Also known as the 3-18 curriculum, it aims to ensure that all children and young people will develop the attributes, knowledge and skills needed to flourish in life, learning and work. The Curriculum for Excellence intends to foster four capacities, helping children to become successful learners, confident individuals, responsible citizens and effective contributors.
Compared to previous curriculums, the framework for the Curriculum for Excellence is less detailed and prescriptive, offering professional space for teachers to use in order to meet the varied needs of children. Instead of traditional objectives and activities, learning and teaching encompasses levels of ‘experiences and outcomes’.
Experiences and outcomes
‘Experiences and outcomes’ recognises the importance in developing attributes and capabilities and in achieving active engagement, motivation and depth of learning for children. These experiences and outcomes are set out in lines of development which describe progress in learning. Progression is indicated through the following curriculum levels:
- Early level: Nursery and Primary 1 (P1)
- 1st level: Primary 2-4 (P2, P3, P4)
- 2nd level: Primary 5-7 (P5, P6, P7)
- 3rd/4th level: First year – Third year (S1, S2, S3)
- Senior phase: Fourth year – Sixth year (S4, S5, S6)
This broad general education takes place from the early years to the end of S3. None of the stages have ceilings, enabling staff to extend the development of skills, attributes, knowledge and understanding.Once pupils have met the experiences and outcomes at one level they are considered ready to move on to more challenging areas and higher levels of performance. Progress is communicated to parents in the familiar way of report cards and parents’ evenings.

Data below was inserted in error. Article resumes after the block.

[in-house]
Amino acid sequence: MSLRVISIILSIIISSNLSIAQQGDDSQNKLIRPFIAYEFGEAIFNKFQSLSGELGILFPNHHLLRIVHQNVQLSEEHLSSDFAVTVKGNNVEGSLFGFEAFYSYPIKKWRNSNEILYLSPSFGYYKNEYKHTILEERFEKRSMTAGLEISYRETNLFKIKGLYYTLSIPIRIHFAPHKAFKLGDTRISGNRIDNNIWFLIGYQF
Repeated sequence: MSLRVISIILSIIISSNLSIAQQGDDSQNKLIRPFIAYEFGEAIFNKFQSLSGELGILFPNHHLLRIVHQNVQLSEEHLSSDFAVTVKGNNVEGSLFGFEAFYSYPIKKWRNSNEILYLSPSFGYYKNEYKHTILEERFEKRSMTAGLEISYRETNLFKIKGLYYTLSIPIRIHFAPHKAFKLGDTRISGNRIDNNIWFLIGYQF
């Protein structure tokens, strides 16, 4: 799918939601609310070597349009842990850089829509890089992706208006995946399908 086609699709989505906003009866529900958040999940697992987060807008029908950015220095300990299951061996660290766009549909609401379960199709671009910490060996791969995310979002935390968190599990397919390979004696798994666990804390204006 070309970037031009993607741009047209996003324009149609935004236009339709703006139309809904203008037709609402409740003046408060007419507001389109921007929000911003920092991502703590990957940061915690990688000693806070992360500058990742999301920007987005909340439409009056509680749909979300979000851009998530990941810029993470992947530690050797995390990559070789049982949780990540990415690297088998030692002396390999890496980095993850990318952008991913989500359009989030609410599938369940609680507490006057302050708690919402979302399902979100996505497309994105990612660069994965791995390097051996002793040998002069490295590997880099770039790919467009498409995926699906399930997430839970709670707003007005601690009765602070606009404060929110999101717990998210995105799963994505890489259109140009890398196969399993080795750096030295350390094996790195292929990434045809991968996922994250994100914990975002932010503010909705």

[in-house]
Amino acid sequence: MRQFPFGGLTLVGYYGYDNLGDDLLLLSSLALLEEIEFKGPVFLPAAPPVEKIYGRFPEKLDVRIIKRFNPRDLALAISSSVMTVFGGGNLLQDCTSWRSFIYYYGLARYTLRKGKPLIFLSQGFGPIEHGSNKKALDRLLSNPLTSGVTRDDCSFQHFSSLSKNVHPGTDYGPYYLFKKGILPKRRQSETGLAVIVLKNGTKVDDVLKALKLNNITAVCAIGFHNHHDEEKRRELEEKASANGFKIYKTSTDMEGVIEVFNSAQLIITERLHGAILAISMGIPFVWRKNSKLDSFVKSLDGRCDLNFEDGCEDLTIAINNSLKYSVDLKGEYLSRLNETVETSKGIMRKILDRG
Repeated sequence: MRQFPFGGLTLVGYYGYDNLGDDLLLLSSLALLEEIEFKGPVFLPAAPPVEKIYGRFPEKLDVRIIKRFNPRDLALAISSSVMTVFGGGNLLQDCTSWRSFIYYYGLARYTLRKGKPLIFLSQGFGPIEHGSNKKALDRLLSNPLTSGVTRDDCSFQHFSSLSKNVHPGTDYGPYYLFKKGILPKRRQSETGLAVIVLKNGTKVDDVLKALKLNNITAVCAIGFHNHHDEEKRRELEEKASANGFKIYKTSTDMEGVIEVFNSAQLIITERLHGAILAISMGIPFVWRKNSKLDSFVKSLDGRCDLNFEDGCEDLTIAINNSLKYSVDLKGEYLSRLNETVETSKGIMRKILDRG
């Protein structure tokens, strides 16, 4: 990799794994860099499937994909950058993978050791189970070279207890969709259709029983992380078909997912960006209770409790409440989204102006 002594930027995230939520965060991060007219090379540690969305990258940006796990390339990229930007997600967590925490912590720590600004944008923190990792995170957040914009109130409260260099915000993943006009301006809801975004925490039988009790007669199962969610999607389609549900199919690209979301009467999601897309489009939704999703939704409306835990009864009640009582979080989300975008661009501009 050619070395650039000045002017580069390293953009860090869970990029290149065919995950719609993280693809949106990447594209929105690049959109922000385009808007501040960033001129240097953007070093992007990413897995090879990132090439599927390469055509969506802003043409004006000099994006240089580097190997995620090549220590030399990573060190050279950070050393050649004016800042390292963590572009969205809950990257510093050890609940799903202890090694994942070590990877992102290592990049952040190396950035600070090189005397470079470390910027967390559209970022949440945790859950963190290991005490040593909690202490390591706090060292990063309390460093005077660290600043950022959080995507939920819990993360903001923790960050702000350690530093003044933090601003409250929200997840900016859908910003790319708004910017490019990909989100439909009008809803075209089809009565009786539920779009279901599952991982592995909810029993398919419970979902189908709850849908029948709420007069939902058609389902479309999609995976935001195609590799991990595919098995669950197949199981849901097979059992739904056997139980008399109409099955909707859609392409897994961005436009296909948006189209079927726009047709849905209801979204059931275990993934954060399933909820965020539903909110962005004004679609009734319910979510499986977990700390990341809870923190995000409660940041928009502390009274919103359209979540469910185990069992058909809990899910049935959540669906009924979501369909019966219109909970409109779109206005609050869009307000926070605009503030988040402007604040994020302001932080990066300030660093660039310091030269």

The curriculum is structured into the follow areas, each with their own experiences and outcomes, and appropriate development at each stage. Teachers will look at a mix of written tests, artworks, projects, performances and presentations and check these against the experiences and outcomes.
Expressive arts – Enables children and young people to enhance their creative talent and develop social skills.
Religious and moral education – Enables children and young people to explore the world’s major religions and views, independent of the religious beliefs of teachers and the children themselves. To build connections between themes and learning in religious and moral education and other areas of the curriculum.
Health and wellbeing – Ensures that children and young people develop the knowledge and understanding they need for mental, emotional and physical wellbeing.
Sciences – Enables children and young people to develop their interest in and understanding of the living, material and physical world.
Languages – The part of the curriculum has several sub sections: classical languages, Gaelic (learners), literacy and English, literacy and Gaelic and modern languages. It should enable children and young people to develop an awareness of classical culture and heritage, develop a deeper understanding of the Gaelic language, to understand the personal, social and economic importance of language and literacy and to use modern languages to connect with different people and their cultures.
Social studies – To enable children and young people to develop their understanding of the world by learning about other people and their values. To learn about human achievement and changes in society, of conflicts and of environmental issues.
Mathematics – To enable children and young people to model real-life situations and make connections and informed opinions. To develop logical reasoning, analysis and problem-solving skills and think in abstract ways.
Technologies – To develop technological skills, knowledge, understanding and attributes through creative, practical and work-relative activities, as applied to business, computer science, food, textiles, craft, design, engineering, graphics and applied technologies.
Take a look at our education books page to find workbooks and revision guides to provide further support for you and your child through the Curriculum for Excellence, so it couldn’t be easier to find the approach that works best for you.
Look out for further blog posts in our series to help get ready for back to school, and join in on our discussions on facebook and twitter to swap tips and tricks and advice on keeping up with your little ones.
Will your child be learning as part of the Curriculum for Excellence next year? Tell us how you’re preparing for back to school in the comments box below.